Microsoft chairman and chief software architect Bill Gates said Thursday that he will step out of his daily role at Microsoft in July 2008 so he can take on a full-time role at the Bill and Melinda Gates Foundation, the charity organization he runs with his wife.
To prepare for this move, Microsoft is enacting a plan that includes executive changes in order to make the transition as smooth as possible, Gates said. Gates, 50, is mainly responsible for giving broad strategic direction to all the programmers who build software at Microsoft.
"Obviously, this decision was a hard one for me to make," he said. "I feel lucky to have two passions that are so important to me. Even as I prepare to shift my focus ... I know Microsoft is well positioned [for the future]."
Gates said he will remain as chairman "indefinitely," but Ray Ozzie, now chief technology officer, is assuming the chief software architect title immediately. Ozzie, 50, came to Microsoft in April 2005 when it purchased his company, Groove Networks. Ozzie is best known for his work on what would eventually become the popular Lotus Notes e-mail and collaboration software.
What It Means
Filling Gates's shoes will be a big task, and it appears Ozzie is going to take on the bulk of that with the chief architect role, which comes as little surprise, one analyst says. "Ray Ozzie was heir apparent to be the heart of Microsoft when he was hired," says Rob Enderle, an analyst with The Enderle Group in San Jose, California. He says the chief software architect position entails being "a programmer's programmer" to the myriad developers working on software at Microsoft. In some ways, Ozzie is more qualified than Gates to take on that role, though Gates's history at Microsoft has made him a larger-than-life character, Enderle says.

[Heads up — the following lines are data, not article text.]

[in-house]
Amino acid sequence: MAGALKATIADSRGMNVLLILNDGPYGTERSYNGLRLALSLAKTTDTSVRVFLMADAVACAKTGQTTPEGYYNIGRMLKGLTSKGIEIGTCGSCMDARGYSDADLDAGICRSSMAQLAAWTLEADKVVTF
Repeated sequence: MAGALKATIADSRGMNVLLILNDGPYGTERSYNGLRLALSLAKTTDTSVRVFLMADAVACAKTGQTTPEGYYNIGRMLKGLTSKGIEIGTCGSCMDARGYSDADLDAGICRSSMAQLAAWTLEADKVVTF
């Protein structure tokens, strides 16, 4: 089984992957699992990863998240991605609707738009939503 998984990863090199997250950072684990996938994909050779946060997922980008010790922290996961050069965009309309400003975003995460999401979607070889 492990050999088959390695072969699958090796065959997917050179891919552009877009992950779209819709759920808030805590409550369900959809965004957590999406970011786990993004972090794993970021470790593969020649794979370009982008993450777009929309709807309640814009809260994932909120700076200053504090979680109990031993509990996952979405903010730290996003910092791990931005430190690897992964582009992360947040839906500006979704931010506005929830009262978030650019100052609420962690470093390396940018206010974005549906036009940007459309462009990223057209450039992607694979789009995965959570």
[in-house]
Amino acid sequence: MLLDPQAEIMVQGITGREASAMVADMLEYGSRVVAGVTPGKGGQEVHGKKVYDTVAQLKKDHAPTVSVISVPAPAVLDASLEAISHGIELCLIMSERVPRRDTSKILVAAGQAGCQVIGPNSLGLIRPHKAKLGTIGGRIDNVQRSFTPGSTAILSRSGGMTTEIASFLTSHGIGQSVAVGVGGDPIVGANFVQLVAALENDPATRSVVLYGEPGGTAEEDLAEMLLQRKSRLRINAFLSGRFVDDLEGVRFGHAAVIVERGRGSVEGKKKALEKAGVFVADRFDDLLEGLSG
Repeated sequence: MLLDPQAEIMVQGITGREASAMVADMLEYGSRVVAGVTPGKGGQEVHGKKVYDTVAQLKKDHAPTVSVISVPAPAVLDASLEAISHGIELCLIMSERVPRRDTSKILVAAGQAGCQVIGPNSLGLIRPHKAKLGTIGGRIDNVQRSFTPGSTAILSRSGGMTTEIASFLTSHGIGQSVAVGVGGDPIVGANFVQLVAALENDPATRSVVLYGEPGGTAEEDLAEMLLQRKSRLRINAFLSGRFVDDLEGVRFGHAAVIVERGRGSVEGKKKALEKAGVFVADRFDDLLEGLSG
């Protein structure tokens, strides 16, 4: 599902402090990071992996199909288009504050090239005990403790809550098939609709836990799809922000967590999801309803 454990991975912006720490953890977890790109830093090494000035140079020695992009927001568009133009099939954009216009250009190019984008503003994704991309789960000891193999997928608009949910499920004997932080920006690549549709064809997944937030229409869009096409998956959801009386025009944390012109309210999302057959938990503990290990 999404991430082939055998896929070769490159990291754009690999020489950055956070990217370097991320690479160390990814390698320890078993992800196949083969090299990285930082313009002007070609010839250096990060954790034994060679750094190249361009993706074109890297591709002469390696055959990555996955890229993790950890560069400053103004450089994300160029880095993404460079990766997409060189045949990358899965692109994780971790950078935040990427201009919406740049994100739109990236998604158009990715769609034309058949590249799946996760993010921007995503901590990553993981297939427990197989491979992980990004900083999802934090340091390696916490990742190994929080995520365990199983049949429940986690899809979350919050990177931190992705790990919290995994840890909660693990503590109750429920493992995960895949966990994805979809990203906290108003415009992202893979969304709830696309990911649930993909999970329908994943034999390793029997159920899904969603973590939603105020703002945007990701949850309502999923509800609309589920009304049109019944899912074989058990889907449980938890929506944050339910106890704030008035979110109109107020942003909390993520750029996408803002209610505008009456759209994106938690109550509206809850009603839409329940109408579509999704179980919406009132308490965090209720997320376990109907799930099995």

Another executive taking a new role effective Thursday is Craig Mundie, who is now chief research and strategy officer and will partner with Brad Smith, Microsoft's general counsel, to lead the company's intellectual property and technology policy efforts. Previously, Mundie, 56, was chief technical officer of advanced strategies and policy, working alongside Gates to develop technical, business, and policy strategies for Microsoft.
Tough Time for Microsoft
Gates will be stepping away from a company that has been struggling to reinvent itself in the face of competition from a new generation of technology companies, such as Google and Yahoo. Microsoft's stock has essentially been flat since 2001; earlier this year it took its biggest one-day drop in five years on news that the company would need to invest more money in research and development.
"The company has obviously found enormous success with Gates, but at the same time, over the past year and a half, its seems like Microsoft has really lost its way," says Charles King, principal analyst with Pund-IT, based in Hayward, California.